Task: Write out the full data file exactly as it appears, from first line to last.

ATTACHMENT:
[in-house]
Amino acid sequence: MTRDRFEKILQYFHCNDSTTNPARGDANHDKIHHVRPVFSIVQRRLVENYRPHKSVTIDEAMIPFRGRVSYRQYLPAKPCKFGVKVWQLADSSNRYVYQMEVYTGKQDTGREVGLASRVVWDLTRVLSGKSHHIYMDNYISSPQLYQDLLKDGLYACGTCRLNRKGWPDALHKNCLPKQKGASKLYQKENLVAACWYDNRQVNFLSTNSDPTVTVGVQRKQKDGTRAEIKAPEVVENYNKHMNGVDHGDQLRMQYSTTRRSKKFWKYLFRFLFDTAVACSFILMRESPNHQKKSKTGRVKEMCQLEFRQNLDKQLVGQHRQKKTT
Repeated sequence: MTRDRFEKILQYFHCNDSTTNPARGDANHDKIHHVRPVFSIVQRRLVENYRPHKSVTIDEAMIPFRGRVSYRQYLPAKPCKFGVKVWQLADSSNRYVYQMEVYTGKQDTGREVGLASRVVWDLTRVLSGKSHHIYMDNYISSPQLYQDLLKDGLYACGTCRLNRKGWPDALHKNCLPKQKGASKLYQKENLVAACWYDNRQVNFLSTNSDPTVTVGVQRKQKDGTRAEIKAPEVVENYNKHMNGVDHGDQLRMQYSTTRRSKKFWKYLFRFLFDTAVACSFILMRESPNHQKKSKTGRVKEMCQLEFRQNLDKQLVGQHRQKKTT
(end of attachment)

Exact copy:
[in-house]
Amino acid sequence: MTRDRFEKILQYFHCNDSTTNPARGDANHDKIHHVRPVFSIVQRRLVENYRPHKSVTIDEAMIPFRGRVSYRQYLPAKPCKFGVKVWQLADSSNRYVYQMEVYTGKQDTGREVGLASRVVWDLTRVLSGKSHHIYMDNYISSPQLYQDLLKDGLYACGTCRLNRKGWPDALHKNCLPKQKGASKLYQKENLVAACWYDNRQVNFLSTNSDPTVTVGVQRKQKDGTRAEIKAPEVVENYNKHMNGVDHGDQLRMQYSTTRRSKKFWKYLFRFLFDTAVACSFILMRESPNHQKKSKTGRVKEMCQLEFRQNLDKQLVGQHRQKKTT
Repeated sequence: MTRDRFEKILQYFHCNDSTTNPARGDANHDKIHHVRPVFSIVQRRLVENYRPHKSVTIDEAMIPFRGRVSYRQYLPAKPCKFGVKVWQLADSSNRYVYQMEVYTGKQDTGREVGLASRVVWDLTRVLSGKSHHIYMDNYISSPQLYQDLLKDGLYACGTCRLNRKGWPDALHKNCLPKQKGASKLYQKENLVAACWYDNRQVNFLSTNSDPTVTVGVQRKQKDGTRAEIKAPEVVENYNKHMNGVDHGDQLRMQYSTTRRSKKFWKYLFRFLFDTAVACSFILMRESPNHQKKSKTGRVKEMCQLEFRQNLDKQLVGQHRQKKTT